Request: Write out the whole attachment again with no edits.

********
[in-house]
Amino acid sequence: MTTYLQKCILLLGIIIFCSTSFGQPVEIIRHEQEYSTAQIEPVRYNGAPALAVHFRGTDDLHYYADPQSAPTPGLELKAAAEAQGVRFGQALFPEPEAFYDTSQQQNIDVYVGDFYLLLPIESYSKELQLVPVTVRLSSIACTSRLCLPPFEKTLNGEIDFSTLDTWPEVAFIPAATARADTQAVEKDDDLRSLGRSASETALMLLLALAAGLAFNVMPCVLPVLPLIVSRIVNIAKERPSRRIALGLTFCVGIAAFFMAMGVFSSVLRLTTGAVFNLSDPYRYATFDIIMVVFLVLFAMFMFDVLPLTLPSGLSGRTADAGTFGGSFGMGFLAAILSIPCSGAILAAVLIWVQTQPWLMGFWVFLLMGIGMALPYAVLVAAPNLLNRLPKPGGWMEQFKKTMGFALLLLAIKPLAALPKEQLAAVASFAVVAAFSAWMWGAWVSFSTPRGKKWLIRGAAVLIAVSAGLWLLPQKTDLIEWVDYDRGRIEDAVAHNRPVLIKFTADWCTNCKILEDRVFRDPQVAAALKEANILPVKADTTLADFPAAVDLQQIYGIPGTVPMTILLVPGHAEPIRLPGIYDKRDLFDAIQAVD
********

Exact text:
[in-house]
Amino acid sequence: MTTYLQKCILLLGIIIFCSTSFGQPVEIIRHEQEYSTAQIEPVRYNGAPALAVHFRGTDDLHYYADPQSAPTPGLELKAAAEAQGVRFGQALFPEPEAFYDTSQQQNIDVYVGDFYLLLPIESYSKELQLVPVTVRLSSIACTSRLCLPPFEKTLNGEIDFSTLDTWPEVAFIPAATARADTQAVEKDDDLRSLGRSASETALMLLLALAAGLAFNVMPCVLPVLPLIVSRIVNIAKERPSRRIALGLTFCVGIAAFFMAMGVFSSVLRLTTGAVFNLSDPYRYATFDIIMVVFLVLFAMFMFDVLPLTLPSGLSGRTADAGTFGGSFGMGFLAAILSIPCSGAILAAVLIWVQTQPWLMGFWVFLLMGIGMALPYAVLVAAPNLLNRLPKPGGWMEQFKKTMGFALLLLAIKPLAALPKEQLAAVASFAVVAAFSAWMWGAWVSFSTPRGKKWLIRGAAVLIAVSAGLWLLPQKTDLIEWVDYDRGRIEDAVAHNRPVLIKFTADWCTNCKILEDRVFRDPQVAAALKEANILPVKADTTLADFPAAVDLQQIYGIPGTVPMTILLVPGHAEPIRLPGIYDKRDLFDAIQAVD